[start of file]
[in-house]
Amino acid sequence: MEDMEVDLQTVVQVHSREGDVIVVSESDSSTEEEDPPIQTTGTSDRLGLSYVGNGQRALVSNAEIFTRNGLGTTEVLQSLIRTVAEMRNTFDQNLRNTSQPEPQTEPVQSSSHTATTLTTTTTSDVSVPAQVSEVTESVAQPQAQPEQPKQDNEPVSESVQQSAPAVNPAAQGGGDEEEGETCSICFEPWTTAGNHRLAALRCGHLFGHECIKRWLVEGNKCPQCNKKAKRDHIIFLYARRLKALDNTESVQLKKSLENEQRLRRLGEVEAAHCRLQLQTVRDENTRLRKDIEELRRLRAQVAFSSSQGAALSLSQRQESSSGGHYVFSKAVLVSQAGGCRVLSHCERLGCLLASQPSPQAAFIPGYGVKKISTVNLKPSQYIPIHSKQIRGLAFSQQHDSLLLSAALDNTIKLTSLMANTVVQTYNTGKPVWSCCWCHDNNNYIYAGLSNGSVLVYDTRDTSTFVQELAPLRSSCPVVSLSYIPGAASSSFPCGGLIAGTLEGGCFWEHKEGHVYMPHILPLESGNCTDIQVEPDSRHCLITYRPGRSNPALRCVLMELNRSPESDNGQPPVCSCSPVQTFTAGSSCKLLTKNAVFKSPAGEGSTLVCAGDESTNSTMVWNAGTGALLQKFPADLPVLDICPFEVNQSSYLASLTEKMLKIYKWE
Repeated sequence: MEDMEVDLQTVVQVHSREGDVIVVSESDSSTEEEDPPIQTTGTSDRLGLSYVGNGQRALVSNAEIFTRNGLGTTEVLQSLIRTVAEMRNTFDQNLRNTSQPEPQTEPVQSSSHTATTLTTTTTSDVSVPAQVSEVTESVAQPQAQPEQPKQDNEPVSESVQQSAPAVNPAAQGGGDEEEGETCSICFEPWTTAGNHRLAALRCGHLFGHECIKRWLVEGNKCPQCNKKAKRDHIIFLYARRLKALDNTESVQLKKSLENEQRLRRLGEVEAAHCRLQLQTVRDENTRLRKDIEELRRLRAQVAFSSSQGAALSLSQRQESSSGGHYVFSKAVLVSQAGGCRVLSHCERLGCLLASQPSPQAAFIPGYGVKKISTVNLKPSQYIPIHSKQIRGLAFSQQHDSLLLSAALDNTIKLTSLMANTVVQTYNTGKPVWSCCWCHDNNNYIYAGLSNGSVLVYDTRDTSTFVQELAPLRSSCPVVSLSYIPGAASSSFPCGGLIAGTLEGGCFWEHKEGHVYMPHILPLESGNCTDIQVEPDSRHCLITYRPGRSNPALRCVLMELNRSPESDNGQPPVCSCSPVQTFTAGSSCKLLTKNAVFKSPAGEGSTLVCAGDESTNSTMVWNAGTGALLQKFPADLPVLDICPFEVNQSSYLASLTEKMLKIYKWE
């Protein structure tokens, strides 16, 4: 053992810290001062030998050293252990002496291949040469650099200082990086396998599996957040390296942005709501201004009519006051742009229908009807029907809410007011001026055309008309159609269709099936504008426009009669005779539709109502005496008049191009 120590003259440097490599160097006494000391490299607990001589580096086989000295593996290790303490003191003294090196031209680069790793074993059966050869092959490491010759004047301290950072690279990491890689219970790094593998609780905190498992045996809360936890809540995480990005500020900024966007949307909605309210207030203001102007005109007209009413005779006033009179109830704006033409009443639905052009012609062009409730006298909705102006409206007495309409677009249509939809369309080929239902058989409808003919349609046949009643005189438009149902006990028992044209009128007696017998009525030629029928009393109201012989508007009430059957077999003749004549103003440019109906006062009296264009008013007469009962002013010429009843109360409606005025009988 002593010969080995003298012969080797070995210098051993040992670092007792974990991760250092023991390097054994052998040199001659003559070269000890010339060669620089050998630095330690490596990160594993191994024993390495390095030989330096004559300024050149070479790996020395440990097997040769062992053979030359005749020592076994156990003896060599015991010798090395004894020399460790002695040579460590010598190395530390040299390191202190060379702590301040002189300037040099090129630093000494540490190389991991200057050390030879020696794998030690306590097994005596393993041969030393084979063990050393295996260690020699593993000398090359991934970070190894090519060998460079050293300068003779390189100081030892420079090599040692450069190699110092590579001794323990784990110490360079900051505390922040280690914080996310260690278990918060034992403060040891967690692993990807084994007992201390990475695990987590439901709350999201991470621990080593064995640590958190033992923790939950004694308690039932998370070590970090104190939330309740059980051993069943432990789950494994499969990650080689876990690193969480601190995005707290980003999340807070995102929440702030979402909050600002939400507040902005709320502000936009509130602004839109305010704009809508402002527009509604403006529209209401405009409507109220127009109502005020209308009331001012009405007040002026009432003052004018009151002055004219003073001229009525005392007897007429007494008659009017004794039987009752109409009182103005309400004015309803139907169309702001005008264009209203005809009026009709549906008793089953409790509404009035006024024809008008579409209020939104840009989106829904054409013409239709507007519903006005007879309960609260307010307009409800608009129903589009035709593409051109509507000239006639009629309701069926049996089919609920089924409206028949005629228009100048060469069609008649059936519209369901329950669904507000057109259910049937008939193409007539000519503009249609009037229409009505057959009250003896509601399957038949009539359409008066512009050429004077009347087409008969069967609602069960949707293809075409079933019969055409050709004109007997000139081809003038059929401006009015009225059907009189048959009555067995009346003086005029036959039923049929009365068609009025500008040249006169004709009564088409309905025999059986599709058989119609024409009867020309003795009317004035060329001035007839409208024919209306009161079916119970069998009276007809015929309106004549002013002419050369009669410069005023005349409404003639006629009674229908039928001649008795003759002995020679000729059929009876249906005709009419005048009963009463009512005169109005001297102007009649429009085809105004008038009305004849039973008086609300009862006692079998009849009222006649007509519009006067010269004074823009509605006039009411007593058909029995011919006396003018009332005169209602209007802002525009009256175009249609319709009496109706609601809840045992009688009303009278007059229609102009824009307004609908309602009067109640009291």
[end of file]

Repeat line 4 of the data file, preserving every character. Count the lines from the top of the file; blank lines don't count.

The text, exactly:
């Protein structure tokens, strides 16, 4: 053992810290001062030998050293252990002496291949040469650099200082990086396998599996957040390296942005709501201004009519006051742009229908009807029907809410007011001026055309008309159609269709099936504008426009009669005779539709109502005496008049191009 120590003259440097490599160097006494000391490299607990001589580096086989000295593996290790303490003191003294090196031209680069790793074993059966050869092959490491010759004047301290950072690279990491890689219970790094593998609780905190498992045996809360936890809540995480990005500020900024966007949307909605309210207030203001102007005109007209009413005779006033009179109830704006033409009443639905052009012609062009409730006298909705102006409206007495309409677009249509939809369309080929239902058989409808003919349609046949009643005189438009149902006990028992044209009128007696017998009525030629029928009393109201012989508007009430059957077999003749004549103003440019109906006062009296264009008013007469009962002013010429009843109360409606005025009988 002593010969080995003298012969080797070995210098051993040992670092007792974990991760250092023991390097054994052998040199001659003559070269000890010339060669620089050998630095330690490596990160594993191994024993390495390095030989330096004559300024050149070479790996020395440990097997040769062992053979030359005749020592076994156990003896060599015991010798090395004894020399460790002695040579460590010598190395530390040299390191202190060379702590301040002189300037040099090129630093000494540490190389991991200057050390030879020696794998030690306590097994005596393993041969030393084979063990050393295996260690020699593993000398090359991934970070190894090519060998460079050293300068003779390189100081030892420079090599040692450069190699110092590579001794323990784990110490360079900051505390922040280690914080996310260690278990918060034992403060040891967690692993990807084994007992201390990475695990987590439901709350999201991470621990080593064995640590958190033992923790939950004694308690039932998370070590970090104190939330309740059980051993069943432990789950494994499969990650080689876990690193969480601190995005707290980003999340807070995102929440702030979402909050600002939400507040902005709320502000936009509130602004839109305010704009809508402002527009509604403006529209209401405009409507109220127009109502005020209308009331001012009405007040002026009432003052004018009151002055004219003073001229009525005392007897007429007494008659009017004794039987009752109409009182103005309400004015309803139907169309702001005008264009209203005809009026009709549906008793089953409790509404009035006024024809008008579409209020939104840009989106829904054409013409239709507007519903006005007879309960609260307010307009409800608009129903589009035709593409051109509507000239006639009629309701069926049996089919609920089924409206028949005629228009100048060469069609008649059936519209369901329950669904507000057109259910049937008939193409007539000519503009249609009037229409009505057959009250003896509601399957038949009539359409008066512009050429004077009347087409008969069967609602069960949707293809075409079933019969055409050709004109007997000139081809003038059929401006009015009225059907009189048959009555067995009346003086005029036959039923049929009365068609009025500008040249006169004709009564088409309905025999059986599709058989119609024409009867020309003795009317004035060329001035007839409208024919209306009161079916119970069998009276007809015929309106004549002013002419050369009669410069005023005349409404003639006629009674229908039928001649008795003759002995020679000729059929009876249906005709009419005048009963009463009512005169109005001297102007009649429009085809105004008038009305004849039973008086609300009862006692079998009849009222006649007509519009006067010269004074823009509605006039009411007593058909029995011919006396003018009332005169209602209007802002525009009256175009249609319709009496109706609601809840045992009688009303009278007059229609102009824009307004609908309602009067109640009291």